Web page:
At times, Phenomenal Nature feels like the moment after that much-needed breath. Other times, it feels like the days and months and years of suffering before it. Jenkins spends vast portions of the EP processing grief, namely for David Berman, the former Silver Jews frontman who befriended Jenkins shortly before dying by suicide in 2019. That loss is everywhere in Jenkins’ performance — in her low, whispering singing, in her lyrics, which find symbolism and metaphor in everyday life — but, beneath it, there’s a sense of acceptance, a profound insistence on moving forward.

5. Porches – “All Day Gentle Hold !”

It’s hard to know what exactly you’re supposed to feel while listening to a Porches record. Aaron Maine, who founded the group in 2010, makes music that’s as confusing as it is addictive.

All Day Gentle Hold ! is full of contradictions. It’s a synth-pop record full of fuzzed-out guitars. It’s a collection of love songs that constantly reference blood and gore. It’s a series of gorgeous melodies, but sung in Maine’s signature vocal pout.

It’s also, more simply, Maine’s best album to date — and possibly the most purely fun album of the year.

4. Isaiah Rashad – “The House Is Burning”

There’s no way to talk about Isaiah Rashad’s return without first talking about his disappearance. After releasing his critically acclaimed second album,The Sun’s Tirade, in 2016, Rashad went dark. For a near-five-year span, he zipped up his career just as it was bursting open, taking time off to work on his mental health and his struggles with substance use.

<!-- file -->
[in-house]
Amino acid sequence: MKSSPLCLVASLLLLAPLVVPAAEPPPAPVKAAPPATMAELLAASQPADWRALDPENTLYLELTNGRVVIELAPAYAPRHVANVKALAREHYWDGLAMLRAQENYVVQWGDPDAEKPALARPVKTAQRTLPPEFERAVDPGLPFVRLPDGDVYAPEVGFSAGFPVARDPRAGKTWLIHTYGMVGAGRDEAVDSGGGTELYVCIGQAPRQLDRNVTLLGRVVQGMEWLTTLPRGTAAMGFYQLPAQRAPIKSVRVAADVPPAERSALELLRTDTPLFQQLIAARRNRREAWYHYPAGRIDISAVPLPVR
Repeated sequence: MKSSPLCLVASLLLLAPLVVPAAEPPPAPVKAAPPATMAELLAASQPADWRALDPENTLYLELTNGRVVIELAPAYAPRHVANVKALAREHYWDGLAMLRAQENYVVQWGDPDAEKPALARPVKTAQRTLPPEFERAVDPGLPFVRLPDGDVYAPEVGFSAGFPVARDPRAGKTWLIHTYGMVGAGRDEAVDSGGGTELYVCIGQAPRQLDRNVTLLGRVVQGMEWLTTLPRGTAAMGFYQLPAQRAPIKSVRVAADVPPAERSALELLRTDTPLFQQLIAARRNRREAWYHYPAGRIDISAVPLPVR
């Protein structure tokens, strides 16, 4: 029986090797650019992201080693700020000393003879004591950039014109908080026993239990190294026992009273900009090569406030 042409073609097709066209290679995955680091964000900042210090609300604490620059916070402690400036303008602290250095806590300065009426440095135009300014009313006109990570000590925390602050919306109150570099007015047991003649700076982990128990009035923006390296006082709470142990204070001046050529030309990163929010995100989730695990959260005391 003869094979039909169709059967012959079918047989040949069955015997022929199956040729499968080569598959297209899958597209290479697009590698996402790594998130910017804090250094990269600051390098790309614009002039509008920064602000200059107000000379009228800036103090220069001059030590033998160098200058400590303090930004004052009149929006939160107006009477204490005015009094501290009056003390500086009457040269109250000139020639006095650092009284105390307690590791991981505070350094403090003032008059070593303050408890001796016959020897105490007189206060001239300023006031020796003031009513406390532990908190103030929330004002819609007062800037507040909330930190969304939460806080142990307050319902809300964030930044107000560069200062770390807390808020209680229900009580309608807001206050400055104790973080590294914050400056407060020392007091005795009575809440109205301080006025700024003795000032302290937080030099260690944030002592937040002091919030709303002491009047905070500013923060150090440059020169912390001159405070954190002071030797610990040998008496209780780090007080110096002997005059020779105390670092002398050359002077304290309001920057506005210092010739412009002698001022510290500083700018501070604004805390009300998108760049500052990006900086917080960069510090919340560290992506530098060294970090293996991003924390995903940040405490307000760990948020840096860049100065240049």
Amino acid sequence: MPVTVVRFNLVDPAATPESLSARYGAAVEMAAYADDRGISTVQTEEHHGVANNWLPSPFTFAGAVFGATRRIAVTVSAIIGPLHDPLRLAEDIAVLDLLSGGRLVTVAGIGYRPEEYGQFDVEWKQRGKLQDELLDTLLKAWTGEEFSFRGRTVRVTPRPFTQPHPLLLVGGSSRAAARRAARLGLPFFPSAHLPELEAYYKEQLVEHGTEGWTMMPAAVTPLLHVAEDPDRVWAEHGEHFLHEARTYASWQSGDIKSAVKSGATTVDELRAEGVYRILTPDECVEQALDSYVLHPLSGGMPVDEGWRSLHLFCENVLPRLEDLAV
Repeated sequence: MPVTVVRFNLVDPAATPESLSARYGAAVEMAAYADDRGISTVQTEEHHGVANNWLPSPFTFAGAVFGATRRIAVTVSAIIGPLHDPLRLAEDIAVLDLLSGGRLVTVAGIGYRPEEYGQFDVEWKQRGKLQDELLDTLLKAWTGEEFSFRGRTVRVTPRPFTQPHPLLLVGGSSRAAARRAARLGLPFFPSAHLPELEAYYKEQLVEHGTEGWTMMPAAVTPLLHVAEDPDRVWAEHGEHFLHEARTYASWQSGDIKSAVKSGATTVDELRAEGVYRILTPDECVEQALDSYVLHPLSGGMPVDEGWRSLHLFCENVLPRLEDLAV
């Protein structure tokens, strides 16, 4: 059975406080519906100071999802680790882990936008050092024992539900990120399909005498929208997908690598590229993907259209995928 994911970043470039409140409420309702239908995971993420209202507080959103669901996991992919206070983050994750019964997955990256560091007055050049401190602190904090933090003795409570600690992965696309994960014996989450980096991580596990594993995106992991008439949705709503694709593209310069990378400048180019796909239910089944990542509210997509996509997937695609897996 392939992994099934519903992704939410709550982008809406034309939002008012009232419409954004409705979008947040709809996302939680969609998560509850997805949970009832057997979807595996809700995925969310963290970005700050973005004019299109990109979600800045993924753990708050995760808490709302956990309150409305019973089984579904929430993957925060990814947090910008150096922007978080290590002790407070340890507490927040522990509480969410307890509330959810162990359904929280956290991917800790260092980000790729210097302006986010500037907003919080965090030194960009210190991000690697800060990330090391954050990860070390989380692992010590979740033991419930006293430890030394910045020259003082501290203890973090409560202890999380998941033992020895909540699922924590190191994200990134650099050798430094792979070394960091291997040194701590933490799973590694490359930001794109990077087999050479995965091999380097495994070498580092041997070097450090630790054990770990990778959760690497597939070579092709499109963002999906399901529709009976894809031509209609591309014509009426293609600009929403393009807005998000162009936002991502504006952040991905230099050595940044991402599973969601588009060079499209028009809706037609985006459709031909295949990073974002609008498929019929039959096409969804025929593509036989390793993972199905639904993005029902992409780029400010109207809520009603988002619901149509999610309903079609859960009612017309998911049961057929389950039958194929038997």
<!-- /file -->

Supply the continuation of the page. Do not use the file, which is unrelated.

On The House Is Burning, Rashad is back in full form — only this time, he’s wiser, stronger and facing himself head-on. The precise, peanut-butter-smooth rapping that made his early projects so great is still there, but it’s turned inward, as Rashad’s lyrics grapple with his past, present and future. At times, he speaks as his own therapist, questioning and interrogating his inner monologue with the confidence of someone who’s no longer afraid of the answers.

3. Clairo – “Sling”

Less than two years into our #NewNormal, the term pandemic album has already become trite. But Sling, just the second full-length album of Clairo’s already remarkable career, is the exception that proves the rule. It’s an act of supreme flexibility, a record turned so inward it hurts.